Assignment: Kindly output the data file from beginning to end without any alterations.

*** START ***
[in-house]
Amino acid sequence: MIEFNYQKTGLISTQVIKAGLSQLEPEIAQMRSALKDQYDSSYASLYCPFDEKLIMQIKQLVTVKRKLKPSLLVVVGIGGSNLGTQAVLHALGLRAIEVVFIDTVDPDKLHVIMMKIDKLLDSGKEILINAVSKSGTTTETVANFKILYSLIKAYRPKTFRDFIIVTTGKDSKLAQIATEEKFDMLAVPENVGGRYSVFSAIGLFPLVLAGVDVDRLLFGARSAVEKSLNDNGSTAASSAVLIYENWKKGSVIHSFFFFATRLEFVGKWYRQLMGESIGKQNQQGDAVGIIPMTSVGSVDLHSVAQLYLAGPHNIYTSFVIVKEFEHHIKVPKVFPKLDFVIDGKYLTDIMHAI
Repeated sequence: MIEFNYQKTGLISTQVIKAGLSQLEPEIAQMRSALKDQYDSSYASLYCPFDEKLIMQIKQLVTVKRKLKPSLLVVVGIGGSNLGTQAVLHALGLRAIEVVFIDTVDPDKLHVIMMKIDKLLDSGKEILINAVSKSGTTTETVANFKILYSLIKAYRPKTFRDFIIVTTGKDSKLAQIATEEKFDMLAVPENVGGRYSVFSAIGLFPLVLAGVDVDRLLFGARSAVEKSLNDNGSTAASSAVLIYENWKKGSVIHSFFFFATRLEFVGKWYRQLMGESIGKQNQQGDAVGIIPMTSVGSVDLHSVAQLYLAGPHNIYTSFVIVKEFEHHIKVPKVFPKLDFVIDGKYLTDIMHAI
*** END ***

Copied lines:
[in-house]
Amino acid sequence: MIEFNYQKTGLISTQVIKAGLSQLEPEIAQMRSALKDQYDSSYASLYCPFDEKLIMQIKQLVTVKRKLKPSLLVVVGIGGSNLGTQAVLHALGLRAIEVVFIDTVDPDKLHVIMMKIDKLLDSGKEILINAVSKSGTTTETVANFKILYSLIKAYRPKTFRDFIIVTTGKDSKLAQIATEEKFDMLAVPENVGGRYSVFSAIGLFPLVLAGVDVDRLLFGARSAVEKSLNDNGSTAASSAVLIYENWKKGSVIHSFFFFATRLEFVGKWYRQLMGESIGKQNQQGDAVGIIPMTSVGSVDLHSVAQLYLAGPHNIYTSFVIVKEFEHHIKVPKVFPKLDFVIDGKYLTDIMHAI
Repeated sequence: MIEFNYQKTGLISTQVIKAGLSQLEPEIAQMRSALKDQYDSSYASLYCPFDEKLIMQIKQLVTVKRKLKPSLLVVVGIGGSNLGTQAVLHALGLRAIEVVFIDTVDPDKLHVIMMKIDKLLDSGKEILINAVSKSGTTTETVANFKILYSLIKAYRPKTFRDFIIVTTGKDSKLAQIATEEKFDMLAVPENVGGRYSVFSAIGLFPLVLAGVDVDRLLFGARSAVEKSLNDNGSTAASSAVLIYENWKKGSVIHSFFFFATRLEFVGKWYRQLMGESIGKQNQQGDAVGIIPMTSVGSVDLHSVAQLYLAGPHNIYTSFVIVKEFEHHIKVPKVFPKLDFVIDGKYLTDIMHAI